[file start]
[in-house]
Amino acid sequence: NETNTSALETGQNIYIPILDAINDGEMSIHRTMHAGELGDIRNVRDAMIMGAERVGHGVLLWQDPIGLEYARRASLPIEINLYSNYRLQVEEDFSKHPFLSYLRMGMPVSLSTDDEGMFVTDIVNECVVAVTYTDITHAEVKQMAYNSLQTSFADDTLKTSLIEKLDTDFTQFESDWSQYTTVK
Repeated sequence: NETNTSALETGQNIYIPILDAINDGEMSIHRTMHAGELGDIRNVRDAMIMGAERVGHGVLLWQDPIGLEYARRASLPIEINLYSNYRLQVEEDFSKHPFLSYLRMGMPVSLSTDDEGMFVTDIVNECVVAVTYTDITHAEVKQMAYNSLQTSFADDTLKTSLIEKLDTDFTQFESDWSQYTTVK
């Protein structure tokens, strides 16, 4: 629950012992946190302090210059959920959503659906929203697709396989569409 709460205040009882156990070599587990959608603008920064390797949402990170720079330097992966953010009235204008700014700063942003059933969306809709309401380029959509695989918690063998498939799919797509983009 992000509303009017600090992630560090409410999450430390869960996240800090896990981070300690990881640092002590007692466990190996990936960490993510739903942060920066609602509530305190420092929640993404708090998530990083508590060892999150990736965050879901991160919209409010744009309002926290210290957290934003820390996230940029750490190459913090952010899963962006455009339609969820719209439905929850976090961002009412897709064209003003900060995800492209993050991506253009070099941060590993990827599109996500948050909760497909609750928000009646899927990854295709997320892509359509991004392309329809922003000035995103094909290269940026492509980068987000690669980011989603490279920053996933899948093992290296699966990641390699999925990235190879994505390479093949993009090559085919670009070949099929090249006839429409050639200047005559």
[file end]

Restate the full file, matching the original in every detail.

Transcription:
[in-house]
Amino acid sequence: NETNTSALETGQNIYIPILDAINDGEMSIHRTMHAGELGDIRNVRDAMIMGAERVGHGVLLWQDPIGLEYARRASLPIEINLYSNYRLQVEEDFSKHPFLSYLRMGMPVSLSTDDEGMFVTDIVNECVVAVTYTDITHAEVKQMAYNSLQTSFADDTLKTSLIEKLDTDFTQFESDWSQYTTVK
Repeated sequence: NETNTSALETGQNIYIPILDAINDGEMSIHRTMHAGELGDIRNVRDAMIMGAERVGHGVLLWQDPIGLEYARRASLPIEINLYSNYRLQVEEDFSKHPFLSYLRMGMPVSLSTDDEGMFVTDIVNECVVAVTYTDITHAEVKQMAYNSLQTSFADDTLKTSLIEKLDTDFTQFESDWSQYTTVK
């Protein structure tokens, strides 16, 4: 629950012992946190302090210059959920959503659906929203697709396989569409 709460205040009882156990070599587990959608603008920064390797949402990170720079330097992966953010009235204008700014700063942003059933969306809709309401380029959509695989918690063998498939799919797509983009 992000509303009017600090992630560090409410999450430390869960996240800090896990981070300690990881640092002590007692466990190996990936960490993510739903942060920066609602509530305190420092929640993404708090998530990083508590060892999150990736965050879901991160919209409010744009309002926290210290957290934003820390996230940029750490190459913090952010899963962006455009339609969820719209439905929850976090961002009412897709064209003003900060995800492209993050991506253009070099941060590993990827599109996500948050909760497909609750928000009646899927990854295709997320892509359509991004392309329809922003000035995103094909290269940026492509980068987000690669980011989603490279920053996933899948093992290296699966990641390699999925990235190879994505390479093949993009090559085919670009070949099929090249006839429409050639200047005559």